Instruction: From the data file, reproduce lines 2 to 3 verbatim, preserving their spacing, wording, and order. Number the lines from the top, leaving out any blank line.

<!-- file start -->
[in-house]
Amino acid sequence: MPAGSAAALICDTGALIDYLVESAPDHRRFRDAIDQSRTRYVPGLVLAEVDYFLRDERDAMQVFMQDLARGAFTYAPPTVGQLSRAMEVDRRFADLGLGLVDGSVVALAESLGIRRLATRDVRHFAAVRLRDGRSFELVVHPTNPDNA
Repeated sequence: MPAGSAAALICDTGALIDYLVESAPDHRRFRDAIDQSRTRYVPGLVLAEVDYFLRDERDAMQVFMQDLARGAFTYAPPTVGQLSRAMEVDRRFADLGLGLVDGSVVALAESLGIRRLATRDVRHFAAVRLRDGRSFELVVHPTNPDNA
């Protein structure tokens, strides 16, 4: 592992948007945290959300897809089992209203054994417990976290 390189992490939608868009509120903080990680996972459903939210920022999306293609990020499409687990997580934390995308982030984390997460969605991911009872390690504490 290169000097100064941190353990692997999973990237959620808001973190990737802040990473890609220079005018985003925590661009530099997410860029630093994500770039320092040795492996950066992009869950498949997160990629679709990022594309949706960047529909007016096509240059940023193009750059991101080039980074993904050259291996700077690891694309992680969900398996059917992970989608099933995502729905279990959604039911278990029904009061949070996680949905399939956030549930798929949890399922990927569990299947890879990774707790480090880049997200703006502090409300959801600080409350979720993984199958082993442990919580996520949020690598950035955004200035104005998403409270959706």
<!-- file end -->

Amino acid sequence: MPAGSAAALICDTGALIDYLVESAPDHRRFRDAIDQSRTRYVPGLVLAEVDYFLRDERDAMQVFMQDLARGAFTYAPPTVGQLSRAMEVDRRFADLGLGLVDGSVVALAESLGIRRLATRDVRHFAAVRLRDGRSFELVVHPTNPDNA
Repeated sequence: MPAGSAAALICDTGALIDYLVESAPDHRRFRDAIDQSRTRYVPGLVLAEVDYFLRDERDAMQVFMQDLARGAFTYAPPTVGQLSRAMEVDRRFADLGLGLVDGSVVALAESLGIRRLATRDVRHFAAVRLRDGRSFELVVHPTNPDNA